5 Tips for Getting Your Music Signed to Films and TV with Saycet
My name is Pierre Lefeuvre and I am a musician, composer, and producer from Paris. You’ll perhaps know me better under my artist and project name, Saycet, which I have been operating under for around 15 years. My music has taken many forms and is influenced by many different artistic styles, but it is only since the more recent years of my life where my composition works for film and TV have become known. This year I have composed the music for a Canal+ nature documentary called Bastard Lion, which also features composition work from Laurent Garnier. Most recently, I composed the full soundtrack for Netflix France’s drama series La Révolution.
My approach to scoring music for film and TV is of course different to how I would approach working on, say, a standalone track, or even an album or EP, as obviously the music needs to sync up stylistically with the storyline of the film. A great soundtrack or composition in my opinion is crucial to visual storytelling, as it adds a further dimension to those who are watching, particularly on an emotional level.
Here, I’ve compiled some tips below which I feel are important to consider and be aware of for anyone who is looking to explore the field of music composition for film and TV.
Make a showreel
This is a really key piece of advice which I think people often forget. Start with short formats, like short films, or even remake music on film clips or commercials that you like. The showreel should contain a selection of your best work and ideally, across different styles to show your creative extent. Once you have a showreel, then you can present it to agencies that work in film. It is a world where your work can often be judged on the spot, so another tip — if you are just starting to enter this field, then you can also compose an original piece of music for an already existing film to showcase your compositions. Quality over quantity is always key, as it takes time and experience to be able to score a composition for a full film or documentary, for example.
Have a specific sound
This tip could on the surface sound obvious, but crafting your own specific sound and personal vision is key. This tip comes with time and experience, but you won’t get there if you don’t explore many different types of composition work, study composers, and of course be aware of certain trends. Your own sound is your own personal vision. It belongs to you, no one else. For example, if you want to copy the work and style of Hanz Zimmer or another composer, then this of course will help you progress musically, but for someone starting out, it won’t lead to many opportunities.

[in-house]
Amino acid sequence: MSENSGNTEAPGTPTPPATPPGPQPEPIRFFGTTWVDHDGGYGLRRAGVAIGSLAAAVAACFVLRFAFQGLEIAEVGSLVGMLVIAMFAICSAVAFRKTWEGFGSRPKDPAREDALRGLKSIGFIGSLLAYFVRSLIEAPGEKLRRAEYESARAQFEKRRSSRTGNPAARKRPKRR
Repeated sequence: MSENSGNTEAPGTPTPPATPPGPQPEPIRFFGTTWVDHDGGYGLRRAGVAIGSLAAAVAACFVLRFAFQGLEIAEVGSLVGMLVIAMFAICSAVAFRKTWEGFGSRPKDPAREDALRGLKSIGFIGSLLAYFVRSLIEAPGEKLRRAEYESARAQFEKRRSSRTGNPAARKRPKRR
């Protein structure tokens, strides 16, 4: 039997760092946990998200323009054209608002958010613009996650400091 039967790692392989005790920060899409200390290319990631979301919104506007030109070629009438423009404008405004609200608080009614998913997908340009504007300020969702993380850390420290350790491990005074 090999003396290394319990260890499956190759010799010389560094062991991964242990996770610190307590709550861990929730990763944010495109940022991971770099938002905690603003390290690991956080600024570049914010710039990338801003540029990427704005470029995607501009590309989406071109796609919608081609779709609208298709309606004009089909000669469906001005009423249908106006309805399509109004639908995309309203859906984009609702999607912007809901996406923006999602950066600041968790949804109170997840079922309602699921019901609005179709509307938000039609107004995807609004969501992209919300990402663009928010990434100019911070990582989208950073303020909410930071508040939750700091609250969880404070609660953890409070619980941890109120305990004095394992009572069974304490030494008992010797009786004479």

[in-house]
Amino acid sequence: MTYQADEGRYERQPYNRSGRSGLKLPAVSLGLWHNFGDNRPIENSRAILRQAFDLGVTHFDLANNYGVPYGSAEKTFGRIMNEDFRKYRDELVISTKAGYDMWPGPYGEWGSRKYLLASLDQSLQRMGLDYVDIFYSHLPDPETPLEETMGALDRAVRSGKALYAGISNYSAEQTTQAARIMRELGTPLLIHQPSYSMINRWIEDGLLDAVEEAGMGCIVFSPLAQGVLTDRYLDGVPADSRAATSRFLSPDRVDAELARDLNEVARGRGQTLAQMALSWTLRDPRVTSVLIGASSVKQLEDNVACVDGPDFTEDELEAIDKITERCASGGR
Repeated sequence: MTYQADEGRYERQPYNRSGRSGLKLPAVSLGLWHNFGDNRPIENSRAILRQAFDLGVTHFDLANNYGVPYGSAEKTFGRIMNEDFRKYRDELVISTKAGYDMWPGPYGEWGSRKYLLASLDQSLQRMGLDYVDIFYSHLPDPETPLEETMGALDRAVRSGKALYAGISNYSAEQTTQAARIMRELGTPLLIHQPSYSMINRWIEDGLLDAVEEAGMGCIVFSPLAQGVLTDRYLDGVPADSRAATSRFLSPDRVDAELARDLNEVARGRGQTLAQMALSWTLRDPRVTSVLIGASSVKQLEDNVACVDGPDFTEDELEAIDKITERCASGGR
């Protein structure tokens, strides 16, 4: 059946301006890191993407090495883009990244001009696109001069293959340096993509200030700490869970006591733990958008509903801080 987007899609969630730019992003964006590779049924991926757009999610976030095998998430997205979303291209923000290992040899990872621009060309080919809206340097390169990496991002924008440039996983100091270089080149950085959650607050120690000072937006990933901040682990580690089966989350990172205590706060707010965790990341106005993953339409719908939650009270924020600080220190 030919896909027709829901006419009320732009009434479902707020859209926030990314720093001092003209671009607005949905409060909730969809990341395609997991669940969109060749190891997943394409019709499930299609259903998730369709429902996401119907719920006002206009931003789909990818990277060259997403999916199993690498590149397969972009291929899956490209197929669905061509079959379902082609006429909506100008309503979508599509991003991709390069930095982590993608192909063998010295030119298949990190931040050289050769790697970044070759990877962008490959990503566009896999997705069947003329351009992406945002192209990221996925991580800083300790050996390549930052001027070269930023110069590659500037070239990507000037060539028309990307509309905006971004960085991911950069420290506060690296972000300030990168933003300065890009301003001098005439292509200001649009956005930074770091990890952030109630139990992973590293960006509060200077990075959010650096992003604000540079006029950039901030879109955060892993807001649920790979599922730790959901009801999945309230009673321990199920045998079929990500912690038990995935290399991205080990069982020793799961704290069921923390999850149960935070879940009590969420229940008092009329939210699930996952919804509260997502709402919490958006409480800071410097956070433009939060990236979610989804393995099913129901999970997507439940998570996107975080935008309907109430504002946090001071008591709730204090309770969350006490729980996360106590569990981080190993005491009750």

Build a network
I’m not going to lie, this is a profession which works on human relationships. Either we have a manager who takes care of that or we have to go and see people, introduce ourselves, and network. A physical visit with people working in film and TV music composition where possible is always to be favoured. In my opinion, it is better to introduce yourself and leave a demo in person rather than just sending an email with your work.
Make a library
Music supervisors or sync agencies often spot composers on tracks who already have a profile. It is not common enough that a composer’s first score to video is ultimately a re-adaptation of a title that an agency has placed. To expand further – keep building your library of tracks that can be synchronized to images according to your own style, and experimenting with placing your music to the background of already existing video work.
Proposals and offers for long formats such as films, often only come after a successful string of short format work, such as in advertisements or short films. On this tip, patience is key. I cannot stress this enough. Another point on this is that there is also a relationship between your own time management and stress levels which is extremely important in this profession. When you are starting out, it’s important to let your own creativity flow naturally and to not set yourself unrealistic milestones and goals which may cause you to burn out. Again, scoring music for advertising campaigns is always a good starting point as a short format test.